Overnight into Thursday and we see another band of heavy rain moving across Ireland and pushing into Wales and The South West around dawn. Where we have lingering moisture from Wednesday you can expect to see some wintry showers across elevation in Northern England and Scotland first thing. This rain band will be slow-moving and at present it is only projected to move into western and central areas in a line stretching from The South East across to North Wales. That may change. So through the afternoon it’ll clear southern counties of Ireland and fizzle out as it encounters that wind and weather system from the east. A mucky weather day on all accounts on Thursday, wet for the west and some thick cloud and wintry showers around for the north, east and Scotland. Feeling even cooler on Thursday with a pronounced south-easterly windchill for the U.K, but for Ireland you’ll already be picking up that slightly milder westerly wind so maybe a degree or two higher.
Onto Friday and the end of the week and those wintry showers are set to persist over Scotland overnight. Ireland unfortunately picks up another band of heavy rain overnight which will cover most of the country by the time dawn arrives. Across The Irish Sea that rain will already be tip-toeing into The South West at dawn and through the morning will push up into Wales and Central England. It will be heavy in places. With all this cloud and rain around it is no surprise that it will be dull with plenty of cloud cover, particularly along eastern coasts. By lunchtime this slow-moving rain front will still be affecting central and northern Ireland, Wales, Central England and The South East. North of this looks to stay reasonably dry but of course dull and for Scotland reasonably dry save for some wintry showers on the north east coast. As we approach Friday evening most of this rain will fizzle out into The North Sea. A windy day for Ireland as it sits between an Atlantic low and a continental high forcing strong southerly winds across Ireland and the U.K. Cold again in that wind with mid to high single figures the order of the day, with the higher temperatures out west.
So a pretty unsettled and cool week then and you can guess that it isn’t likely to stop for your Christmas Shopping. Saturday sees heavy rain cross Ireland from dawn pushing north and east into the western half of the U.K in time for the rush to the shops to buy the same items that will be half price 10 days later :). This unsettled outlook for the west will move eastwards by lunchtime as the wind swings from south-easterly to south-westerly and pushes that rain across Ireland and all of the U.K for the 2nd half of the day. A windy, sunshine and showers type of day beckons for Sunday but with a milder, south-westerly wind, feeling just a little bit warmer (not much though). Temperatures remaining in the high single figures despite that milder air stream from the south-west.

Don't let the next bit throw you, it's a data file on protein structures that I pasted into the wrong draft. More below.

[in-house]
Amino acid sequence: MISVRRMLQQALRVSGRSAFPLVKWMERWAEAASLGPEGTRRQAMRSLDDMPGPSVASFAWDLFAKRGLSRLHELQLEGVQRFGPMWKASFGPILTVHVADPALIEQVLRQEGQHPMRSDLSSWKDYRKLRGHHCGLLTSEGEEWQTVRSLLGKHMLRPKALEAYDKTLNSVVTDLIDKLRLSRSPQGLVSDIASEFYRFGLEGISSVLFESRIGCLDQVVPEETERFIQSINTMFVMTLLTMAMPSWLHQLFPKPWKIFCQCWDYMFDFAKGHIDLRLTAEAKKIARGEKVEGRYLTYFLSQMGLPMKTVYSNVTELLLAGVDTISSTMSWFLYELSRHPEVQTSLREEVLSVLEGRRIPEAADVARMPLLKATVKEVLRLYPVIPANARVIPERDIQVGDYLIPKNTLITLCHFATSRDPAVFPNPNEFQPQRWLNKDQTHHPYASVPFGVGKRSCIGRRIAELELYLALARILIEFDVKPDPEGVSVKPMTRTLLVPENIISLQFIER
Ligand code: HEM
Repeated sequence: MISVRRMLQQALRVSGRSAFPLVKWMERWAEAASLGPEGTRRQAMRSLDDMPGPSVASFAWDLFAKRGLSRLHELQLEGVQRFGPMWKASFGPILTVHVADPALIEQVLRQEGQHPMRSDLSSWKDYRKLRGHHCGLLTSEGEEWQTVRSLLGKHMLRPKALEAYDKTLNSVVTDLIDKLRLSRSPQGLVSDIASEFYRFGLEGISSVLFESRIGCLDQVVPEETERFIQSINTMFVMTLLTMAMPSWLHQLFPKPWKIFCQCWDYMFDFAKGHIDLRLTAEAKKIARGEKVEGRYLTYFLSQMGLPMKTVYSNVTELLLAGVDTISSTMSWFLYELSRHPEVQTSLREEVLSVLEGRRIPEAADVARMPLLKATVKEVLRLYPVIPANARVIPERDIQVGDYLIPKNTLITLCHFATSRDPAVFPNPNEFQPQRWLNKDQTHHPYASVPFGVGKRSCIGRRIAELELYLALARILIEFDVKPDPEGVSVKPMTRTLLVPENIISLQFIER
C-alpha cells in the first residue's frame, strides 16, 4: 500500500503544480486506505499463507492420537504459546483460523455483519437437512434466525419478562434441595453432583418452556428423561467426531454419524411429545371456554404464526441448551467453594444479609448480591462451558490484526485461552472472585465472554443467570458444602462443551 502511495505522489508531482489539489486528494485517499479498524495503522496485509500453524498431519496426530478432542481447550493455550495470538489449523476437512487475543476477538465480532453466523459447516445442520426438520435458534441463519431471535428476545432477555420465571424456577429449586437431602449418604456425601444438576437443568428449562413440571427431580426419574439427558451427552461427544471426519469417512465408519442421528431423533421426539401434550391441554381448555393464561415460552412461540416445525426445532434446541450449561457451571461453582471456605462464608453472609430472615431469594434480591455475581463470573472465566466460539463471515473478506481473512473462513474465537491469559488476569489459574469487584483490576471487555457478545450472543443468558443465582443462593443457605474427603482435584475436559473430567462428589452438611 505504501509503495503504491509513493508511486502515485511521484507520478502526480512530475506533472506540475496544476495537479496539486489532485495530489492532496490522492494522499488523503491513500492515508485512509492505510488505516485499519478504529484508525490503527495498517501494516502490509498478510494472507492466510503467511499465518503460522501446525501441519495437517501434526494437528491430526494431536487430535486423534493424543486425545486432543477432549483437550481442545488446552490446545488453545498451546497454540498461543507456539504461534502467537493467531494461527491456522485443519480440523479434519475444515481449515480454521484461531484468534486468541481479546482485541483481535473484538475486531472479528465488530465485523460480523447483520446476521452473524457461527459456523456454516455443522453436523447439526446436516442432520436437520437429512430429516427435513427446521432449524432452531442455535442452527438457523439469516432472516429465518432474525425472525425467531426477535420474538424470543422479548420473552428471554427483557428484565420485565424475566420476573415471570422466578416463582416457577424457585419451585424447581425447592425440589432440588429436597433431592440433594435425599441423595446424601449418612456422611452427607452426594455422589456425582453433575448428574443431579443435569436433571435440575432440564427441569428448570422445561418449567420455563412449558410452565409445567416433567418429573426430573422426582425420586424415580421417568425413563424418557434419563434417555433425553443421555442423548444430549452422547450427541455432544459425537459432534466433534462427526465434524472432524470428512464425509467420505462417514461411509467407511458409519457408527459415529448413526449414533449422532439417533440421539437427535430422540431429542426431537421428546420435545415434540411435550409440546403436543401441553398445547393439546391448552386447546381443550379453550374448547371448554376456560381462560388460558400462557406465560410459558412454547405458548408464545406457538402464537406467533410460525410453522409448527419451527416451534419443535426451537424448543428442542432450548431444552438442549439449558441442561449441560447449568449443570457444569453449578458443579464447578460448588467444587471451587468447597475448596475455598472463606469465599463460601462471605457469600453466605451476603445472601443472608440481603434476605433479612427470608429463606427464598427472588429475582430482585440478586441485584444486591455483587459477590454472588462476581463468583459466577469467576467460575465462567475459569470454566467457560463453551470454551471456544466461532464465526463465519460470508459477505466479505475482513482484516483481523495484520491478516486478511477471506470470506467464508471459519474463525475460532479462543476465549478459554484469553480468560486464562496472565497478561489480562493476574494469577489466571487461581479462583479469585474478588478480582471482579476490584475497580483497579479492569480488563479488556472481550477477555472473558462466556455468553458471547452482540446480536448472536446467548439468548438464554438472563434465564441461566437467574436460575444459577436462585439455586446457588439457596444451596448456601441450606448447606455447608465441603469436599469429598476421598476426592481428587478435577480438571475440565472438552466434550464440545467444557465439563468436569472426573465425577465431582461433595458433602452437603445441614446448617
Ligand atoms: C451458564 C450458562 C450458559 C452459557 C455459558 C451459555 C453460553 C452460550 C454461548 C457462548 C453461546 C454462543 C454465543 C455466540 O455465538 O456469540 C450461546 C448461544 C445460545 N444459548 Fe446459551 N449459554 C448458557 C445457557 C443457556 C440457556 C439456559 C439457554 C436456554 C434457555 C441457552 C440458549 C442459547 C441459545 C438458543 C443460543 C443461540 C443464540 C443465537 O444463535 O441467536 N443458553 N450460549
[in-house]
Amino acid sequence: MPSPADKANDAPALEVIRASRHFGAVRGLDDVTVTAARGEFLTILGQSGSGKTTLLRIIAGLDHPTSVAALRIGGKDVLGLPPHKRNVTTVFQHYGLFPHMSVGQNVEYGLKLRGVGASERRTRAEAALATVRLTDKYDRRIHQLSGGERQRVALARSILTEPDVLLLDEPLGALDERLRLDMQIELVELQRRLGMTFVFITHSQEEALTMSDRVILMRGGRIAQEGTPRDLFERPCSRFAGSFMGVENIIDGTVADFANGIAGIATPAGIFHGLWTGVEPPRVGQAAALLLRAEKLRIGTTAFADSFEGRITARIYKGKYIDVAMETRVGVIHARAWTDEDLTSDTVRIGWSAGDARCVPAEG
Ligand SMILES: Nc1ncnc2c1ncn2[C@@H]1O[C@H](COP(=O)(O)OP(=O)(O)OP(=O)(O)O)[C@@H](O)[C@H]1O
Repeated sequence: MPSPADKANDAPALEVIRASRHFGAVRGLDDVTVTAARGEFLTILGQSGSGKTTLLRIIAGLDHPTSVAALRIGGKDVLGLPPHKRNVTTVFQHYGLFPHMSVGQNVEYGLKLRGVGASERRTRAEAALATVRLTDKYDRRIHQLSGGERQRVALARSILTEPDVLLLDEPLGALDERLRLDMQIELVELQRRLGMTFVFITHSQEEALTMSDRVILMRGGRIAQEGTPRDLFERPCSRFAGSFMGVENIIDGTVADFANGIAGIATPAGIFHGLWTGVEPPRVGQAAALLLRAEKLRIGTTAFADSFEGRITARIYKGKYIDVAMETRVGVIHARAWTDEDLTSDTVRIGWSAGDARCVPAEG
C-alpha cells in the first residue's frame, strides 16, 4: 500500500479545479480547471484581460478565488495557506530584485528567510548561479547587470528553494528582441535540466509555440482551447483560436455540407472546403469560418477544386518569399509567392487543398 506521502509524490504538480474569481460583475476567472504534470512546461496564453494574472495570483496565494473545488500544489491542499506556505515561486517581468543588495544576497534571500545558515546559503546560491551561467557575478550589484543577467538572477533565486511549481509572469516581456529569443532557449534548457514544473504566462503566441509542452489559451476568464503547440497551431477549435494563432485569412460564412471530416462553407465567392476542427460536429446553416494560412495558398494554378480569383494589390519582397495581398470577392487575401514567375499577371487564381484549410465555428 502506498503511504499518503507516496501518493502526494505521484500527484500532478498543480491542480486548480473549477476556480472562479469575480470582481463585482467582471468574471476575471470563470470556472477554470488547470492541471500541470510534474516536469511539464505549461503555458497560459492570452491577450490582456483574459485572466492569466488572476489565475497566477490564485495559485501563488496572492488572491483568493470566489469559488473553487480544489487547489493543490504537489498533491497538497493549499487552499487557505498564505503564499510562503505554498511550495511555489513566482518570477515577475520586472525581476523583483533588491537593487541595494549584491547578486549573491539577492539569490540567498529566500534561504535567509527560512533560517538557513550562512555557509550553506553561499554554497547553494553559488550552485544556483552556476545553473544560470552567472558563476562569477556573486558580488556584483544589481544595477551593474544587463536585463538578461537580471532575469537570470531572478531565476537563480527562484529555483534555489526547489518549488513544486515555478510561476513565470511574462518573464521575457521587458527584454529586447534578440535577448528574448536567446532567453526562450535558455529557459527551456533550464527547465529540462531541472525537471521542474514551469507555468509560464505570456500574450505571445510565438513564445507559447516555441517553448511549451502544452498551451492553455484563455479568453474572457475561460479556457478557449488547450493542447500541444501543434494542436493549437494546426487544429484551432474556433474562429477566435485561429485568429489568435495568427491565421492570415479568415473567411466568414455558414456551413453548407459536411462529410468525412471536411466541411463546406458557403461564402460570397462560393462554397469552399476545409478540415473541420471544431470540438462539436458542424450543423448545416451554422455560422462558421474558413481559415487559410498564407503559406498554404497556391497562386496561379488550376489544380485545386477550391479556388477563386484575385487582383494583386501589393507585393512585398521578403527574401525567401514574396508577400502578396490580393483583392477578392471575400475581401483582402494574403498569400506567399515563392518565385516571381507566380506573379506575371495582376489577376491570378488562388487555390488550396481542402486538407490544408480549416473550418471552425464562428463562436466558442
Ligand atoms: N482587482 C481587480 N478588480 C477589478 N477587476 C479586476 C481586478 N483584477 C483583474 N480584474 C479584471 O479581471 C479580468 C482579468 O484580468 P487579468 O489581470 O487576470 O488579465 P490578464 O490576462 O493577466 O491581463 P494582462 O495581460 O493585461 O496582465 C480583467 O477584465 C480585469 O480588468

Lots of conjecture round next weeks forecast as I mentioned right at the start of this blog with some pundits backing an easterly-dominant pattern and others mild, wet, windy and westerly. Personally I can’t see how we are going easterly with such a dominant storm system out in The Atlantic pushing in over the weekend so I am going with westerly.
My feeling is then that we will start next week very windy and pretty wet with a new low pressure system moving through next Monday morning. Tuesday morning sees another new low barrel into Ireland bringing with it very windy and very wet weather before this crosses The Irish Sea into the U.K through the 2nd half of Tuesday / first part of Wednesday. It’ll be extremely windy with some very tightly packed isobars. Cooler from Wednesday onwards as that low pulls in northerly winds. Sunshine and showers then for the end of the week on a north-westerly / westerly air stream so no risk of night frosts and maybe some respite after the very wet and windy start to the week.
Mystic meg wise if I peep into Christmas week I reckon we will still be low pressure-orientated but we may just pull over some easterlies for Christmas Day. Now easterlies and moisture mean….hmmm we will see…. maybe my Paddy Power bets for a White Christmas aren’t totally out of the window 🙂 A long way away for sure but this time next week I’ll have a much better handle on it.